Israel to Let Unrecognized Bedouin Village Have School After Years of Civil Struggle

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Children playing at the Rahma village in Israel's south.
Children playing at the Rahma village in Israel's south.Credit: Eliyahu Hershkowitz

The residents of the unrecognized southern Bedouin village of Rahma were told by Israel's Lands Authority recently that the children of the village will finally get an elementary school where they can learn, after 13 years of civil struggle.

The school, which will be established in the coming weeks, will be a temporary campus made up of mobile homes, because the state will not agree to build any new structures in the unrecognized villages.

>> Read more: School could be out forever for these Bedouin kids in the West Bank

The elementary school will be set up in a firing zone near the Negev town of Yeruham, where according the Israeli military drills are regularly held. Three weeks ago, the Israel Defense Forces agreed to give up a small portion of the firing zone so the school could be built.

The Bedouin Development and Settlement Authority in the Negev said work would begin shortly and that the school would begin to operate at the beginning of the coming school year.

The village is home to some 850 residents living in 16 areas near Yeruham, state data shows. According to the residents, until now the village children had been forced to commute to schools in the villages of Wadi al-Naam and Qasr al-Sir, which are 26 kilometers away from the village. The village does have a preschool that was built following a legal battle took place a decade ago, after the state in 2009 demolished a preschool that had been built without a permit.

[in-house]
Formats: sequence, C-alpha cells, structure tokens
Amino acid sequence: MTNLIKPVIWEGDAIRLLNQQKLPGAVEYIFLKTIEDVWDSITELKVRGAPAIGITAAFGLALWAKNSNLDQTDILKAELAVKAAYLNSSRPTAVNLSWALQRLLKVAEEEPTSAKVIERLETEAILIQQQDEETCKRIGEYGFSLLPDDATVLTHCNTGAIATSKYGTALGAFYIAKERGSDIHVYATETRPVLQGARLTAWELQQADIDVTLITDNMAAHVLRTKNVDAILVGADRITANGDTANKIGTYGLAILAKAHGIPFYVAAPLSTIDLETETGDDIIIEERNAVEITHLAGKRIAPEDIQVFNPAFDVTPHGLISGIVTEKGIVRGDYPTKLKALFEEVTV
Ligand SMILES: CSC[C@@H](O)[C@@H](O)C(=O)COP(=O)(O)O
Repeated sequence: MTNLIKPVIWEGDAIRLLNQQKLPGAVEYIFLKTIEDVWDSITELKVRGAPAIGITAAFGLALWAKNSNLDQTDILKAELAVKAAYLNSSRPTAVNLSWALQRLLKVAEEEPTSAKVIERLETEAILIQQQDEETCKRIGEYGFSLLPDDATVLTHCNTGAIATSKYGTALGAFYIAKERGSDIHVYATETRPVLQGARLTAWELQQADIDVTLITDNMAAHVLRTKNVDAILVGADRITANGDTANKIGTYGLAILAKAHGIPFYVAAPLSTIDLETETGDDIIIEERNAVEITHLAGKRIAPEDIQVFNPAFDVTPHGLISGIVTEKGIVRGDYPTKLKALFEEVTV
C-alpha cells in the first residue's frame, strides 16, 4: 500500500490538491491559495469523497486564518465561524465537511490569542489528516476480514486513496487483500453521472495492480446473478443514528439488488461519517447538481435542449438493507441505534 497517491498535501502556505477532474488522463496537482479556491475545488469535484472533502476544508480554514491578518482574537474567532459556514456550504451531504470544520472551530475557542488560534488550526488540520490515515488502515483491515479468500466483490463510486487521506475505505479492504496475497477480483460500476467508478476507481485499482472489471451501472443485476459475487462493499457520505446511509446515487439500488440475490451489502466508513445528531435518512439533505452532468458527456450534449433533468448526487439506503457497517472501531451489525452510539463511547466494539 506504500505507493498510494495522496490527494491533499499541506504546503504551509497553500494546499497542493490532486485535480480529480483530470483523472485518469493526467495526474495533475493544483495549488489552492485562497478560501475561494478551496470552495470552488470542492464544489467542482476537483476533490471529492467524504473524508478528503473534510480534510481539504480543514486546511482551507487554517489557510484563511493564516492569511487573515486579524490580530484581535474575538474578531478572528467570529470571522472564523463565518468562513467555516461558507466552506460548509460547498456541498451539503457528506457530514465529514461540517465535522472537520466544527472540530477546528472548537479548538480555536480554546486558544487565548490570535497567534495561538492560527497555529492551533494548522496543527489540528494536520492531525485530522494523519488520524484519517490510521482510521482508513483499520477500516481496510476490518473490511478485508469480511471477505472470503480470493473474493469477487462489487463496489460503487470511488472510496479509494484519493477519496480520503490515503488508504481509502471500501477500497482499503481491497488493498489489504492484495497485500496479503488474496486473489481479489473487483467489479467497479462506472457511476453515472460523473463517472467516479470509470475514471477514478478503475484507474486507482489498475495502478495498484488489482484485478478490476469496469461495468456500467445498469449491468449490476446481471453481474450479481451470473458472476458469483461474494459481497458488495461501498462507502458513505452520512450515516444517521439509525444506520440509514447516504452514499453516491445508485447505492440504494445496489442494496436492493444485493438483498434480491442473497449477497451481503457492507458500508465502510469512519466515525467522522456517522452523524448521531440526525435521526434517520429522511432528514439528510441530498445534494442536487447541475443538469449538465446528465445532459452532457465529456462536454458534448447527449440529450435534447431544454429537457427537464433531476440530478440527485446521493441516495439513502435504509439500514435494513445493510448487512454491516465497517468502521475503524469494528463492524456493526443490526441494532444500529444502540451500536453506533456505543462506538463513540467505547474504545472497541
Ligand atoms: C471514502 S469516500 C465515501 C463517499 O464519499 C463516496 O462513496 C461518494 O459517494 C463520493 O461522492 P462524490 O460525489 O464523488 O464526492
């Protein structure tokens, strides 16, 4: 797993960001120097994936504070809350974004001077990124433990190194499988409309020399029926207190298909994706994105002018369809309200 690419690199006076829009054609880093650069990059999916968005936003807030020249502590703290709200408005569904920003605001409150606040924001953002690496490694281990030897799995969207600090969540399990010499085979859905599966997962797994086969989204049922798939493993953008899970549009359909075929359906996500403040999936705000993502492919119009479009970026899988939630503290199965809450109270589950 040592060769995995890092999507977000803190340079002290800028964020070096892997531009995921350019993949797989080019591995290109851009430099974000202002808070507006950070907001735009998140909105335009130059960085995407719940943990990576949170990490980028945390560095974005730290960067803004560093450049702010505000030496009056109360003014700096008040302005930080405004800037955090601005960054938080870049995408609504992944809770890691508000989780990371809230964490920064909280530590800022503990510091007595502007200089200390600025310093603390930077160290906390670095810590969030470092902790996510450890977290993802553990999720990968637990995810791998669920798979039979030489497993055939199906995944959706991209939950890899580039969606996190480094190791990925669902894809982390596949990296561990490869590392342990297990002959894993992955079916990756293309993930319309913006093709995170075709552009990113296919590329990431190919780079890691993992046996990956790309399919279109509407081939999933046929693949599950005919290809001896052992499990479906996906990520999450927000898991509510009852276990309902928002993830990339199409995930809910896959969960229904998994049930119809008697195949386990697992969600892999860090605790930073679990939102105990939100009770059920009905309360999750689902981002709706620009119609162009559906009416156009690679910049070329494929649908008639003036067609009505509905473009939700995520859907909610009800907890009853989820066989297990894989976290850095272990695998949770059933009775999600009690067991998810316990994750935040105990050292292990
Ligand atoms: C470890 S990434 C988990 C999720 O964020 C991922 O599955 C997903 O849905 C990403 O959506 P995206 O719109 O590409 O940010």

Odeh Zaun alongside Yael Agmon and her grandchildren.Credit: Eliyahu Hershkowitz

Despite the upcoming establishment of the school, the future of the village is uncertain because in recent years, the state has backtracked from a plan to set up a new community for the residents. A plan was drawn up for this in 2014, and it was supported by the Yeruham Local Council, government ministries and professionals. However, after Agriculture Minister Uri Ariel was appointed minister in charge of Bedouin affairs and Yair Maayan was named director-general of the Bedouin Authority, the building process was halted, and instead it was suggested to residents to move to other communities.

The establishment of the school was also pushed for by Jewish residents of the nearby Yeruham. In 2010, a civilian group was founded in the wake of the demolition of the illegally-built preschool; its goal was to promote joint interests of Yeruham and Rahma residents. The group managed to gain a wide consensus that the school should be built.

About two months ago, the village held a protest demanding that the school at last be established. Despite initial approval that was granted, the future of the school remained unclear. The head of the Yeruham Local Council had promised to demand answers from the Defense Ministry, which helped set matters in motion.

Two main players in the struggle to set up the school are Rahma residents Odeh Zaun (60) and Yael Agmon (69), who has been living in Yeruham for the past decade. "The families are happy, now they will have a school close to home and instead of returning at 4 P.M. the students will be back at 2:30 P.M," Zaun said. According to him, despite the fact that the school at Qasr al-Sir is not far from the village, the children arrive home late because they are the last to be dropped off a bus that travels through several villages.

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